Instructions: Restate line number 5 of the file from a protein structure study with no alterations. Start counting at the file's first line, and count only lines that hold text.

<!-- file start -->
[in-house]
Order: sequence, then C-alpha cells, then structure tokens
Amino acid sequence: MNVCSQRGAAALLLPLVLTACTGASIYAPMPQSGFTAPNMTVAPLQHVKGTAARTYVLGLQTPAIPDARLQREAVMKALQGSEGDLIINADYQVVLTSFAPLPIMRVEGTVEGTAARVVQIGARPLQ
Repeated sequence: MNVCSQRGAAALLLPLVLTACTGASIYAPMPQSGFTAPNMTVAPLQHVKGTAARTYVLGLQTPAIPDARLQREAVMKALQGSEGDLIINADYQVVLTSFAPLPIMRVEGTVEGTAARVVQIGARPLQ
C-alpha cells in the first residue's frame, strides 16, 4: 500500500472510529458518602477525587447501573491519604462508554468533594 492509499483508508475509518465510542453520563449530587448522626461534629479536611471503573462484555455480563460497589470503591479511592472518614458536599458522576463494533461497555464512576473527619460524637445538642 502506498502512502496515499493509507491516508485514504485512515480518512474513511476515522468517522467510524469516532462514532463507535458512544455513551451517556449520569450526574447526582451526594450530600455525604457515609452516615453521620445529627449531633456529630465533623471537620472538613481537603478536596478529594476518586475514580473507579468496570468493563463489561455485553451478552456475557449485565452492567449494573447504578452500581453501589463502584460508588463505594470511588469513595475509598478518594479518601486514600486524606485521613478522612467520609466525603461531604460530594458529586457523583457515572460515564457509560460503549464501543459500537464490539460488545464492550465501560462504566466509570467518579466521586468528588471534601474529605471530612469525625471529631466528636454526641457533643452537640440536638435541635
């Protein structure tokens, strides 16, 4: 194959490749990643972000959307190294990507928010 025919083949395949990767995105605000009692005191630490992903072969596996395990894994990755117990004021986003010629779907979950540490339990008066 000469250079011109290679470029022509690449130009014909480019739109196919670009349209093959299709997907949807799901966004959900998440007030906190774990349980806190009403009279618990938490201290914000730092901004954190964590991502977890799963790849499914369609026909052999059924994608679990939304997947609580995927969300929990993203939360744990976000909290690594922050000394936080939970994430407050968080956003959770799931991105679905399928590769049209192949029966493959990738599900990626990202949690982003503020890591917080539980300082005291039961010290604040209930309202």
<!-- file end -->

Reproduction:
C-alpha cells in the first residue's frame, strides 16, 4: 500500500472510529458518602477525587447501573491519604462508554468533594 492509499483508508475509518465510542453520563449530587448522626461534629479536611471503573462484555455480563460497589470503591479511592472518614458536599458522576463494533461497555464512576473527619460524637445538642 502506498502512502496515499493509507491516508485514504485512515480518512474513511476515522468517522467510524469516532462514532463507535458512544455513551451517556449520569450526574447526582451526594450530600455525604457515609452516615453521620445529627449531633456529630465533623471537620472538613481537603478536596478529594476518586475514580473507579468496570468493563463489561455485553451478552456475557449485565452492567449494573447504578452500581453501589463502584460508588463505594470511588469513595475509598478518594479518601486514600486524606485521613478522612467520609466525603461531604460530594458529586457523583457515572460515564457509560460503549464501543459500537464490539460488545464492550465501560462504566466509570467518579466521586468528588471534601474529605471530612469525625471529631466528636454526641457533643452537640440536638435541635